Expression in Xenopus laevis oocytes, Voltage-Clamp experiments. Oocytes were surgically harvested from Xenopus laevis obtained from Centre de Recherche de Biochimie Moléculaire (CNRS Montpellier, France) with the agreement of the Comité Régional d'Ethique pour l'Expérimentation Animale Ile de France Paris Descartes. Wild type or mutant NPT2a or NHERF1 cDNAs were introduced in the RNA expression vector pSP64T. RNA was synthesized with the use of the Riboprobe in Vitro Transcription System kit (Promega). Defolliculated oocytes were injected with 10 ng of wild type NPT2a (SLC34A1) RNA and 24 hours later with 10 ng of NHERF1 RNA. Phosphate-induced current was measured as previously described with an imposed holding potential of −50 mV [4].

Phosphate uptake experiments.

Radiolabeled phosphate uptake was measured by incubating cells for 10 min in isoosmotic transport medium containing or not Na and 0,5 mCi/ml 32P. Cells were washed 3 times with cold medium (pH 7,4) and solubilized with 0,5% triton X-100. The radioactivity of the lysate was counted by liquid scintillation spectroscopy. Each assay was performed in triplicate.

Intracellular cAMP content was measured in OK cells pre-incubated for 30 min at 37°C, under a 5% CO2-containing atmosphere in culture medium containing 3-isobutyl-1-methyxanthine, 1 mM and exposed afterwards to 10−7 M PTH, diluent (negative control) for 5 min at 37°C, under a 5% CO2-containing atmosphere. Total intracellular cAMP quantification was performed using Cyclic AMP Competitive ELISA Kit (Thermo, France) according to manufacturer's instructions.

PKC activity was determined using the Promega SignaTECT PKC Assat system, which contains a specific PKC substrate (biotinylated Neurogranin28–43). This 32P-labeled substrate was recovered with a streptavidin matrix according to the manufacturer's instructions (Promega Corp. WI, USA).

Biotinylation and isolation of cell surface proteins were performed in HeLa cells transfected with pEF1-B empty plasmid, NHERF1 wt or E68A mutant and NPT2a-peGFP, using Cell Surface Protein Isolation Kit (Pierce) according to the manufacturer's instructions.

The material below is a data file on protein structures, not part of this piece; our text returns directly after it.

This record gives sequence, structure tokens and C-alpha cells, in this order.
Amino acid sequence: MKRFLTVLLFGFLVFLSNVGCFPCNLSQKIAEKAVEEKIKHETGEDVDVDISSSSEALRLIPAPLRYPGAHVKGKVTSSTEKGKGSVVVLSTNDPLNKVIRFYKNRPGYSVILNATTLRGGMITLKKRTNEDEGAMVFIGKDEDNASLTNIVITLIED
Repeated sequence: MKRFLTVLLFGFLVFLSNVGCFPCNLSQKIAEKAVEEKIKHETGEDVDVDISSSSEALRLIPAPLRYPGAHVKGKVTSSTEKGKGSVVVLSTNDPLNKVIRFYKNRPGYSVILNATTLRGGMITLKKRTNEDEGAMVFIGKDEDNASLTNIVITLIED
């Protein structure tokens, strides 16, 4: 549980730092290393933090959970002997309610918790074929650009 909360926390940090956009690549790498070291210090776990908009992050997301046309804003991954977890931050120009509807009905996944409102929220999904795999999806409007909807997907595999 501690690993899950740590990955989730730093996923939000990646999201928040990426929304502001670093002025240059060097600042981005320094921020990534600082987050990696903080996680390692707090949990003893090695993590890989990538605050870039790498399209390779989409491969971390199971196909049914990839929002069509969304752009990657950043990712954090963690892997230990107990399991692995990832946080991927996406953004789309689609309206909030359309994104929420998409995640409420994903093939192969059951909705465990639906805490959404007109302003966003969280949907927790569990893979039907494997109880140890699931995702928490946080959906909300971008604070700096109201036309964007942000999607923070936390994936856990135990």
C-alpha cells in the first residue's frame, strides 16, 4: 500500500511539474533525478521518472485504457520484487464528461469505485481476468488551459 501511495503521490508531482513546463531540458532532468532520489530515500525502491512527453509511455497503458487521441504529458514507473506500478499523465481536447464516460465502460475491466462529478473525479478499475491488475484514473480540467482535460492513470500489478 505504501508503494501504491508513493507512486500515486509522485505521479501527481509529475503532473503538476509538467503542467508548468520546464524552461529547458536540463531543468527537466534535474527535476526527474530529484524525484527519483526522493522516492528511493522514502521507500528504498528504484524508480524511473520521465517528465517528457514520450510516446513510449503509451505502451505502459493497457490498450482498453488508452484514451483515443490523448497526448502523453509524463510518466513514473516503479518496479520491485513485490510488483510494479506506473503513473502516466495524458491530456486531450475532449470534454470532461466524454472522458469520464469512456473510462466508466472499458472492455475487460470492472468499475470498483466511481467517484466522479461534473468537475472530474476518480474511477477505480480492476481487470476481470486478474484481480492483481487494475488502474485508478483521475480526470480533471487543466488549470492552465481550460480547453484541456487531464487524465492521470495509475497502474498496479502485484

Antibodies used. HRP-conjugated anti Flag M2 antibody was purchased from Sigma chemical co. Anti NHERF1 antibody was purchased from Santa Cruz biotechnology. Anti GFP antibody was purchased from Chemicon (Millipore). Anti Na-K-ATPase was purchased from Abcam.

Statistical analysis

statistical tests used are indicated where appropriate.

Results

Case report

The mutation was identified in a 71 year-old patient who was referred to our clinical department for renal calcium lithiasis and serum ionized calcium concentration in the upper normal values, associated with hypercalciuria (Table 1). Serum phosphate concentration and TmP/GFR were below the lower limit of the normal values contrasting with serum PTH concentration within the low normal range (Table 1). The study of the relationship between TmP/GFR and serum PTH values in a group of 112 control subjects clearly showed that TmP/GFR was uncommonly low in face of serum PTH concentration in this patient (Figure 1). This difference was not explained by serum FGF23 concentration, which was in the low range (Table1). Urinary cyclic AMP excretion was normal. Serum FGF23 concentration was not increased. Plasma concentration of 1,25 (OH)2 vitamin D was slightly elevated. Thyroid hormone measurement discarded hyperthyroidism. Bone mineralization was normal at the lumbar spine (T-score −0.9) and slightly decreased at the radius (T-score −1.4) and at the hips (T-score −1.6). The patient exhibited no other sign of proximal tubule dysfunction: glycosuria, aminoaciduria was absent and serum bicarbonate concentration was normal. The diagnosis of impaired renal phosphate reabsorption was retained. We sequenced both strands of the genes encoding the renal sodium-phosphate co-transporters SLC34A1 (NPT2a) and SLC34A2 (NPT2c) and found no mutation.